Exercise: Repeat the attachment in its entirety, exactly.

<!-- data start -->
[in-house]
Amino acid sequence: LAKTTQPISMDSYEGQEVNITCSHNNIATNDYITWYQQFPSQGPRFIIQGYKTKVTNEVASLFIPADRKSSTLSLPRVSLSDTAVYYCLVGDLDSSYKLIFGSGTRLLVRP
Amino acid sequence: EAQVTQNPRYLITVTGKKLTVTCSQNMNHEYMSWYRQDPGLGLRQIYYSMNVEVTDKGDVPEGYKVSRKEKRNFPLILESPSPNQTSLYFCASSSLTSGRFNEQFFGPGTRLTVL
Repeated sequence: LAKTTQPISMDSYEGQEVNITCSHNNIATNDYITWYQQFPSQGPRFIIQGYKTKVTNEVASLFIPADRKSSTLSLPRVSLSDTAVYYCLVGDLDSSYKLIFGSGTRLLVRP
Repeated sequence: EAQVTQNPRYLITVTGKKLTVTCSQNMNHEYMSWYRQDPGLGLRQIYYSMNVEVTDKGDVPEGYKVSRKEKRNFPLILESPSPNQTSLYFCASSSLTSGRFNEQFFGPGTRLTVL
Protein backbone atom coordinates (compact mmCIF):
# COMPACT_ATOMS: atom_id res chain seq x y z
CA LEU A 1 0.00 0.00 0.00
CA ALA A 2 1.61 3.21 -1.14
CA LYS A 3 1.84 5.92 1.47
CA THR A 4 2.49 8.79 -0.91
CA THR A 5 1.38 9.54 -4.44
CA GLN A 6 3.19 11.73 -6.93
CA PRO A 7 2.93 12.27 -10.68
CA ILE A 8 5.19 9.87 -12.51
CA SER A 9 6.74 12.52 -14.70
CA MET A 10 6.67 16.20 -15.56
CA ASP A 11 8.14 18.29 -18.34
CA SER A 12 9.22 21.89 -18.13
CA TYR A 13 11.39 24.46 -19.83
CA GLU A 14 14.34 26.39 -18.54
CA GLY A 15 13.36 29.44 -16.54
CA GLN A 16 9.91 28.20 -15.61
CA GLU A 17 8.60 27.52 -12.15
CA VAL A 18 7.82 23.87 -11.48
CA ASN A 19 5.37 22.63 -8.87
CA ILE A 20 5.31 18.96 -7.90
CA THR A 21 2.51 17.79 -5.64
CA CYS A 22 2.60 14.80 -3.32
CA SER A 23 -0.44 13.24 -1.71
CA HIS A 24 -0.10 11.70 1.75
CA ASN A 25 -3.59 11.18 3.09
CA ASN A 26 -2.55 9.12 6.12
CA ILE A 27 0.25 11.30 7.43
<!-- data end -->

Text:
[in-house]
Amino acid sequence: LAKTTQPISMDSYEGQEVNITCSHNNIATNDYITWYQQFPSQGPRFIIQGYKTKVTNEVASLFIPADRKSSTLSLPRVSLSDTAVYYCLVGDLDSSYKLIFGSGTRLLVRP
Amino acid sequence: EAQVTQNPRYLITVTGKKLTVTCSQNMNHEYMSWYRQDPGLGLRQIYYSMNVEVTDKGDVPEGYKVSRKEKRNFPLILESPSPNQTSLYFCASSSLTSGRFNEQFFGPGTRLTVL
Repeated sequence: LAKTTQPISMDSYEGQEVNITCSHNNIATNDYITWYQQFPSQGPRFIIQGYKTKVTNEVASLFIPADRKSSTLSLPRVSLSDTAVYYCLVGDLDSSYKLIFGSGTRLLVRP
Repeated sequence: EAQVTQNPRYLITVTGKKLTVTCSQNMNHEYMSWYRQDPGLGLRQIYYSMNVEVTDKGDVPEGYKVSRKEKRNFPLILESPSPNQTSLYFCASSSLTSGRFNEQFFGPGTRLTVL
Protein backbone atom coordinates (compact mmCIF):
# COMPACT_ATOMS: atom_id res chain seq x y z
CA LEU A 1 0.00 0.00 0.00
CA ALA A 2 1.61 3.21 -1.14
CA LYS A 3 1.84 5.92 1.47
CA THR A 4 2.49 8.79 -0.91
CA THR A 5 1.38 9.54 -4.44
CA GLN A 6 3.19 11.73 -6.93
CA PRO A 7 2.93 12.27 -10.68
CA ILE A 8 5.19 9.87 -12.51
CA SER A 9 6.74 12.52 -14.70
CA MET A 10 6.67 16.20 -15.56
CA ASP A 11 8.14 18.29 -18.34
CA SER A 12 9.22 21.89 -18.13
CA TYR A 13 11.39 24.46 -19.83
CA GLU A 14 14.34 26.39 -18.54
CA GLY A 15 13.36 29.44 -16.54
CA GLN A 16 9.91 28.20 -15.61
CA GLU A 17 8.60 27.52 -12.15
CA VAL A 18 7.82 23.87 -11.48
CA ASN A 19 5.37 22.63 -8.87
CA ILE A 20 5.31 18.96 -7.90
CA THR A 21 2.51 17.79 -5.64
CA CYS A 22 2.60 14.80 -3.32
CA SER A 23 -0.44 13.24 -1.71
CA HIS A 24 -0.10 11.70 1.75
CA ASN A 25 -3.59 11.18 3.09
CA ASN A 26 -2.55 9.12 6.12
CA ILE A 27 0.25 11.30 7.43